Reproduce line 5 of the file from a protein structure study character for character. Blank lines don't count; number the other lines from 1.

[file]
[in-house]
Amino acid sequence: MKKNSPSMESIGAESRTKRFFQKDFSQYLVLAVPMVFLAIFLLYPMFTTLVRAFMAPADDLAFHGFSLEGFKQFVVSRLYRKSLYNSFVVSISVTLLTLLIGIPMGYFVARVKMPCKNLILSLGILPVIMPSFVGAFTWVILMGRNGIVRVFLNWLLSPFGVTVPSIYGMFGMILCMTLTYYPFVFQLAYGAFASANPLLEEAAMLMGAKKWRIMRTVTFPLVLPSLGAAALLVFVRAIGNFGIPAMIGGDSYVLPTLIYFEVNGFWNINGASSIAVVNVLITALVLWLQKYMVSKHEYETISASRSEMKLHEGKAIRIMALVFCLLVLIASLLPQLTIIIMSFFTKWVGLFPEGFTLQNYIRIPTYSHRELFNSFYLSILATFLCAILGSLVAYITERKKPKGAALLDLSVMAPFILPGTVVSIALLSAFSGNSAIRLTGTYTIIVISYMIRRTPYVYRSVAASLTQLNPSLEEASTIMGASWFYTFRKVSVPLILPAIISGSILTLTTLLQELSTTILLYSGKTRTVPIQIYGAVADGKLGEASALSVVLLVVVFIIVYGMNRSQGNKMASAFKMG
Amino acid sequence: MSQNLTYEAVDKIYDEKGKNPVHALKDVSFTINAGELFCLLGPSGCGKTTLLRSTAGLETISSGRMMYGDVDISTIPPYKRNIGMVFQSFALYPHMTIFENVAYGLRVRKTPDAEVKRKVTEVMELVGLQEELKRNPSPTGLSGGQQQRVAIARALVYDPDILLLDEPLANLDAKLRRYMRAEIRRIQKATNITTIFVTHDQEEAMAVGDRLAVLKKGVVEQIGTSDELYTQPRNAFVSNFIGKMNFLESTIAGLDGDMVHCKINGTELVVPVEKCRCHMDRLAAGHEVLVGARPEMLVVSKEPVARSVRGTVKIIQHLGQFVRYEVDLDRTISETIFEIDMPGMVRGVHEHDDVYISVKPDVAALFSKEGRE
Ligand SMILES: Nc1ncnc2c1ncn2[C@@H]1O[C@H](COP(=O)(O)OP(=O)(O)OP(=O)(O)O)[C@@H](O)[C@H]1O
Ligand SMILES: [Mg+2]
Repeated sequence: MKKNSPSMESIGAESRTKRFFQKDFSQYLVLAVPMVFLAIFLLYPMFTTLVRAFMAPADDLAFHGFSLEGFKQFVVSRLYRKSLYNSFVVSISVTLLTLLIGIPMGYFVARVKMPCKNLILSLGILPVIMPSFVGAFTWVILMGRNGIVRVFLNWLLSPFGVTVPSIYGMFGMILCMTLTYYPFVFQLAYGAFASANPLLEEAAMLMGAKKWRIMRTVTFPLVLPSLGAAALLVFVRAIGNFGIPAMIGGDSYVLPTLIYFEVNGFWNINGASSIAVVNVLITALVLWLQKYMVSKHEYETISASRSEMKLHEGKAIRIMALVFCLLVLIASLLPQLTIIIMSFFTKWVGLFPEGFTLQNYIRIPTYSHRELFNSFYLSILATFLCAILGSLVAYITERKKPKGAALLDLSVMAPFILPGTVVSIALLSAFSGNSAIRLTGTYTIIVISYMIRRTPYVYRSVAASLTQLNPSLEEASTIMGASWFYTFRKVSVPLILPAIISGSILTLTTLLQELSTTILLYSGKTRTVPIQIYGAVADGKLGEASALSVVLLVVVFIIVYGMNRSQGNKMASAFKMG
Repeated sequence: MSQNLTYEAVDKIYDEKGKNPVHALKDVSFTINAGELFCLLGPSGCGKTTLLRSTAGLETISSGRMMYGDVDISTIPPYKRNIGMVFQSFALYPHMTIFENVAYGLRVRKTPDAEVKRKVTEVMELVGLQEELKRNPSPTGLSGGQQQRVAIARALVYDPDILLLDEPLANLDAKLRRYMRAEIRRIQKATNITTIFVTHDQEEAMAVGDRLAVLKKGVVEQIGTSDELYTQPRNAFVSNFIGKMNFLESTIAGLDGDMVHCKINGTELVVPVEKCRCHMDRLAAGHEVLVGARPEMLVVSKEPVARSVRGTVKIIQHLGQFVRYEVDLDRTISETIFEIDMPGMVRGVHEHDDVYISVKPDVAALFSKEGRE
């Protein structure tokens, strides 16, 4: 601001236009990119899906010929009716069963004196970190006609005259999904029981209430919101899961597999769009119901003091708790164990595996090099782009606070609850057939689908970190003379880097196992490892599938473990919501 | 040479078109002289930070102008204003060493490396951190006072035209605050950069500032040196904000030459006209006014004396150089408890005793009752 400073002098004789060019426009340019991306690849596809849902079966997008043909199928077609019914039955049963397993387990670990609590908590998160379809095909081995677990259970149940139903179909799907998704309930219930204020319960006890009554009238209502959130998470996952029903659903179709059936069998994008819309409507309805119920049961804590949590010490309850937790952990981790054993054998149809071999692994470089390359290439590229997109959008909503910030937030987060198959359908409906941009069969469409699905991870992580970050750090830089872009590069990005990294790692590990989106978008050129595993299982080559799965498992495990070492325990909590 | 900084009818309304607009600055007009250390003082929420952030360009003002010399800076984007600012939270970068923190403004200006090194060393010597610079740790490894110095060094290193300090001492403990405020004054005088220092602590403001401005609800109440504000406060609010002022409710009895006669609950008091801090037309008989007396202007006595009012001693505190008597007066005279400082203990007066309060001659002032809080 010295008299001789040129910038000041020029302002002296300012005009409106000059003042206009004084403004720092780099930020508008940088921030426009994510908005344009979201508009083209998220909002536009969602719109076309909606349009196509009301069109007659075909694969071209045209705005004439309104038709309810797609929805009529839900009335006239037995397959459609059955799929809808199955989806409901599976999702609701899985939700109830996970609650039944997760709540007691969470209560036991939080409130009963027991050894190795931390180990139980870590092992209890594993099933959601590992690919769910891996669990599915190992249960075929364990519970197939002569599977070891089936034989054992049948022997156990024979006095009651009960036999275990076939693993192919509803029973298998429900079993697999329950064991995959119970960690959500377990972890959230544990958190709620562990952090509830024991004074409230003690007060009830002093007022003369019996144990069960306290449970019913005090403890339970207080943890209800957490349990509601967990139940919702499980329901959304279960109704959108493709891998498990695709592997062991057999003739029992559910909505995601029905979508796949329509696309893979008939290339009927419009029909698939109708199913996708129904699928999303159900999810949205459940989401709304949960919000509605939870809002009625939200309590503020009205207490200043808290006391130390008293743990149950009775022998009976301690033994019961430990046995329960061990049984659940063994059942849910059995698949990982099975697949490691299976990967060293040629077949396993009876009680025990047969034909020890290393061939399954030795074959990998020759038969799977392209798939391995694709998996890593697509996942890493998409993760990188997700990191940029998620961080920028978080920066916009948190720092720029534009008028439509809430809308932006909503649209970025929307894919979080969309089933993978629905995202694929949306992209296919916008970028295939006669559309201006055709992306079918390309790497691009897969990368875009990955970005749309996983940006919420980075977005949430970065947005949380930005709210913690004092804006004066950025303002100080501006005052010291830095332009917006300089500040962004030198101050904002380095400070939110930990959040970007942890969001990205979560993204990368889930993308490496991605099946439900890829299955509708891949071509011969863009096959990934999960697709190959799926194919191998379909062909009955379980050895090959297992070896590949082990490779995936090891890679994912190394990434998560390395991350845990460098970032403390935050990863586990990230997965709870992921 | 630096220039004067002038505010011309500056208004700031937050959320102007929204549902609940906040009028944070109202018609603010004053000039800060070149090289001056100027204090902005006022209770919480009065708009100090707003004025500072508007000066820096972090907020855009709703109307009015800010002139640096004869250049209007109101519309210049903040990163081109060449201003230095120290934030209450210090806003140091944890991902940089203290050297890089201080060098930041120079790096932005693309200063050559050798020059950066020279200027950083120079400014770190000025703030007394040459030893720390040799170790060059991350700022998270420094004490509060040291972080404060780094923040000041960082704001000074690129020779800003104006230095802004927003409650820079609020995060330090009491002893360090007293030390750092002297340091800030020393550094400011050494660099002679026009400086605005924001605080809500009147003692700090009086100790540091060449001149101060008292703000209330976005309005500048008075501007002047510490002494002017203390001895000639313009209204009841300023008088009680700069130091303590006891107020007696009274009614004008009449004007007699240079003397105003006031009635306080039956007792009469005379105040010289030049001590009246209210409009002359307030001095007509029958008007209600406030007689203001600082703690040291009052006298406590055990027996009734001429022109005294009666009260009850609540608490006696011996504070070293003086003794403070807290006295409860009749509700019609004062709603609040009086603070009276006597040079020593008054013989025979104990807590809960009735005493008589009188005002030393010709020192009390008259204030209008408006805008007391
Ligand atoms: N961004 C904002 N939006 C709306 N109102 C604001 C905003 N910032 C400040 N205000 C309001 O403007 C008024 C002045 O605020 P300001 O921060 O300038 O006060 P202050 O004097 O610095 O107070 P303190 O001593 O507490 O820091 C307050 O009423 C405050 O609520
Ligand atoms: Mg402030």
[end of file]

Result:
Ligand SMILES: [Mg+2]